Whilst glancing through Time Out magazine last week, I saw there was an evening with Terence Stamp scheduled at the BFI for the following Wednesday. I went straight onto the BFI website and booked two tickets. I couldn’t believe my luck. I read Terence’s brilliant autobiographies in the 80s and fell in love with him then, what a life he has led and how eloquent he is when he talks about it.
We got to the BFI with plenty of time to spare and had a wander around taking in all the wonderful posters they have there; perused the shop, spotted the odd celeb, then took our seats in the auditorium.
Terence arrived on stage after a brief introduction from Geoff Andrew who was the interviewer for the evening. He looked resplendent as always in a very dapper blue suit with those striking eyes welcoming us all with a wonderful smile.
The evenings talk was broken up with clips from Terence’s films. To see just a few of them up on the big screen whilst watching the actor himself also watching them, was a huge honour. I wondered what he thought or felt looking at his younger self up on the big screen. Also it showed once again what a brilliantly versatile actor he is, no one role was the same, be it Billy Budd the blond angelic youth to General Zod via The Collector.
His memory of the events is as keen as if it were yesterday and he did wonderful impersonations of Brando, Fellini and William Wilder to name but a few. You could literally envisage his reminiscences as they had occurred and savor the fact that he was sharing them with you with such glee.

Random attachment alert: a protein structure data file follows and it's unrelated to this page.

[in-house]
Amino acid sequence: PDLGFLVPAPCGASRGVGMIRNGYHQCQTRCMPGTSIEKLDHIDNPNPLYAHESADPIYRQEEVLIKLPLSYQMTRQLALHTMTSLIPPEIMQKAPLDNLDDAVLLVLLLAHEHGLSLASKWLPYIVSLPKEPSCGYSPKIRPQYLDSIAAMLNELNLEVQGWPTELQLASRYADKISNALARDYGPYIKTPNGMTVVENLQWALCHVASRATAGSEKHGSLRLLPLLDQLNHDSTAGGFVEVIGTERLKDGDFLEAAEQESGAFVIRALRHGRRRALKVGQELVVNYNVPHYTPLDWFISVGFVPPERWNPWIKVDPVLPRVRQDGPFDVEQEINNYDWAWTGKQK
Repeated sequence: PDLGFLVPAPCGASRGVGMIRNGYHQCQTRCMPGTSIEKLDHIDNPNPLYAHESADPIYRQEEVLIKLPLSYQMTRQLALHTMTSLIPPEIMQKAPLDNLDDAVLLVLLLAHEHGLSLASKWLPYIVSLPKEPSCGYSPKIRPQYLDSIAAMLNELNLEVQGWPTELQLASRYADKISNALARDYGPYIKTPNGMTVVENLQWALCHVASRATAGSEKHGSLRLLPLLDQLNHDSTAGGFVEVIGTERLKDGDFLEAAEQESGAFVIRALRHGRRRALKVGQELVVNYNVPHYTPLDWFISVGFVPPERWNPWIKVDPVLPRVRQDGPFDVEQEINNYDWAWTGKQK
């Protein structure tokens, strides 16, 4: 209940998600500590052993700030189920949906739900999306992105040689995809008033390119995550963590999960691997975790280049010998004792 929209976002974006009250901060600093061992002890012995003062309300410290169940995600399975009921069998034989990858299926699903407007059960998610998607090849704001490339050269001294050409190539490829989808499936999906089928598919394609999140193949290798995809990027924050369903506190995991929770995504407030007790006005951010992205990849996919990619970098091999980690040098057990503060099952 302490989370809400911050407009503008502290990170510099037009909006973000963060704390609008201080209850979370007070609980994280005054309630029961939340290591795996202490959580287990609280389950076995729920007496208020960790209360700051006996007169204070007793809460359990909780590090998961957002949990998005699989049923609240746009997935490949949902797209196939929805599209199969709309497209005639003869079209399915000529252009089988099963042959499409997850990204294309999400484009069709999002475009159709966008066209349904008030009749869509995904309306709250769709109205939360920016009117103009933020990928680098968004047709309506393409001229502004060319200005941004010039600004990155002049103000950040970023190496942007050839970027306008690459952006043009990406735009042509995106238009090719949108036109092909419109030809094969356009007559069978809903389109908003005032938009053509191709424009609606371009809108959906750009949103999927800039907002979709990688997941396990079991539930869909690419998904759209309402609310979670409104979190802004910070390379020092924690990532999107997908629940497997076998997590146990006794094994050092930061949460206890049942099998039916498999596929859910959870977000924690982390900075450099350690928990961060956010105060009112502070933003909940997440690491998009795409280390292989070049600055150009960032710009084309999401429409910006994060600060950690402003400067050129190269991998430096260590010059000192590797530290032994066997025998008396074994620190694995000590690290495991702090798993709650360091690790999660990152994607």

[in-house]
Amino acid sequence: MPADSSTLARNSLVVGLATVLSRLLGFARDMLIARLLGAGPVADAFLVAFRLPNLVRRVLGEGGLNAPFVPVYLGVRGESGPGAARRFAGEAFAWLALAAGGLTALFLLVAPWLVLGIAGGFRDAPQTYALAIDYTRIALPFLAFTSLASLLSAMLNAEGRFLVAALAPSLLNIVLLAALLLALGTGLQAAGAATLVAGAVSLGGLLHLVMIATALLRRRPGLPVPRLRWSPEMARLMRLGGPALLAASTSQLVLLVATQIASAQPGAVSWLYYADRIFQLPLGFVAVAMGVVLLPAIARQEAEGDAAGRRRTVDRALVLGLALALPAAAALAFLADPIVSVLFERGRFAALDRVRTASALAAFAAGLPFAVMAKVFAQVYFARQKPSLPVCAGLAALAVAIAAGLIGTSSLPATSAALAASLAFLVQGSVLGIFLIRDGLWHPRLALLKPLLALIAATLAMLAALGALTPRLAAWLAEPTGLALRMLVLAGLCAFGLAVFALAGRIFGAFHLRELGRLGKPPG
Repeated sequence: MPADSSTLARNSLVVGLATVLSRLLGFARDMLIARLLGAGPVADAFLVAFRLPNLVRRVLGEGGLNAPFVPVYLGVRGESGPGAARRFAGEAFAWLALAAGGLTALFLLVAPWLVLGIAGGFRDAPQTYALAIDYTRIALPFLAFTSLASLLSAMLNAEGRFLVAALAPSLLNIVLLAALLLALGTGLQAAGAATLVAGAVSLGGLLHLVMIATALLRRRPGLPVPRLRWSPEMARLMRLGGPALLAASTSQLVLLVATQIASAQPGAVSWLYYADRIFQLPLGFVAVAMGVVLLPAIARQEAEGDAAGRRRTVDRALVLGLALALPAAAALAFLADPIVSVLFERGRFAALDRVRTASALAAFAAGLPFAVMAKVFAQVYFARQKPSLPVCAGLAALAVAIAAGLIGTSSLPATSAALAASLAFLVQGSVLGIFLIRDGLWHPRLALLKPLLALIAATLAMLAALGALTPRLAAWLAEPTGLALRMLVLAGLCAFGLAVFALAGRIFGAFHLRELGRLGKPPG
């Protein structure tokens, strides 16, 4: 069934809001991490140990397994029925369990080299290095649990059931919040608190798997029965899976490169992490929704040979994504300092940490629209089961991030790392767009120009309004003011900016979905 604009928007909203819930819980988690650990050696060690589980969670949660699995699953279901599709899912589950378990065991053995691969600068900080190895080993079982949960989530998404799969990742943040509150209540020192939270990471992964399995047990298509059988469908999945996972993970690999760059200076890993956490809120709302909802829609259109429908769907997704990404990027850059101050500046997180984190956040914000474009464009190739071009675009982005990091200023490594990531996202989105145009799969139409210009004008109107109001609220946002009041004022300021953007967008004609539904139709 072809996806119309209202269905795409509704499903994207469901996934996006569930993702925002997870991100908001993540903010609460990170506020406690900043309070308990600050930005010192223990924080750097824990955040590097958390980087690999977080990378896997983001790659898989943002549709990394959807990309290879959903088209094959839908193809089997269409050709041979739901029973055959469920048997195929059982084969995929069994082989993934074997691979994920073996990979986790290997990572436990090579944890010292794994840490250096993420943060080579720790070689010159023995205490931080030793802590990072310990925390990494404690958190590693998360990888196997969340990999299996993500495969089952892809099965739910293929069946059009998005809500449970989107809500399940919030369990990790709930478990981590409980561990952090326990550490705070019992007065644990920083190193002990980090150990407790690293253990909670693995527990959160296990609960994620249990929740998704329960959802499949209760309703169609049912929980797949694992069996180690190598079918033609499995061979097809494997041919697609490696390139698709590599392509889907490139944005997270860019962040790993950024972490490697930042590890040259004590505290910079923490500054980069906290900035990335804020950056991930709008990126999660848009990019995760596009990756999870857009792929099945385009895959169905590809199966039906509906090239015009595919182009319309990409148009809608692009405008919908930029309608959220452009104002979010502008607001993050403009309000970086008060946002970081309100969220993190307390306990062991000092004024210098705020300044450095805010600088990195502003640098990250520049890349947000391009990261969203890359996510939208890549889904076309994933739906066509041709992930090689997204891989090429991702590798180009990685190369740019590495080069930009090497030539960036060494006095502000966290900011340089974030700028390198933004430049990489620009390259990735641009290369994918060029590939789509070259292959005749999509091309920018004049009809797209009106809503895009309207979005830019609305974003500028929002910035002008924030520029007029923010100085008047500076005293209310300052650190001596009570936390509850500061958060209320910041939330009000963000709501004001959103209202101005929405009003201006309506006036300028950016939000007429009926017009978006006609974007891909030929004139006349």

He told us how he had received some wonderful advice from none other than Anthony Newly. The night before the final scene in Billy Budd he was wondering how to portrait serine wonder, Mr Newley had said, “if all else fails do nothing” and that was what he did.
I just love the way his mind works, when he discussed his portrayal of Bernadette in Priscilla, Queen of the Desert he said he was wondering how it would be to wake up in the wrong body, something to which most of us have no perception. He also said what a joy it was to work with Guy Pearce and Hugo Weaving. The clip from this received the best laugh of the night. Terence said that actually if you watch the film you will see that it is a perfect film and that lots of people miss that due to the subject matter.
At the end of the evening there were questions from the audience, which Terence answered in great detail. The evening has been recorded so hopefully will be available at some point for us to enjoy again.
I could have sat there and listened to him talk for all eternity. Thanks to the BFI for a wonderful evening and Terence for being so brilliant!
If you haven’t seen Terence’s films then I highly recommend you do and also his books are rather wonderful too.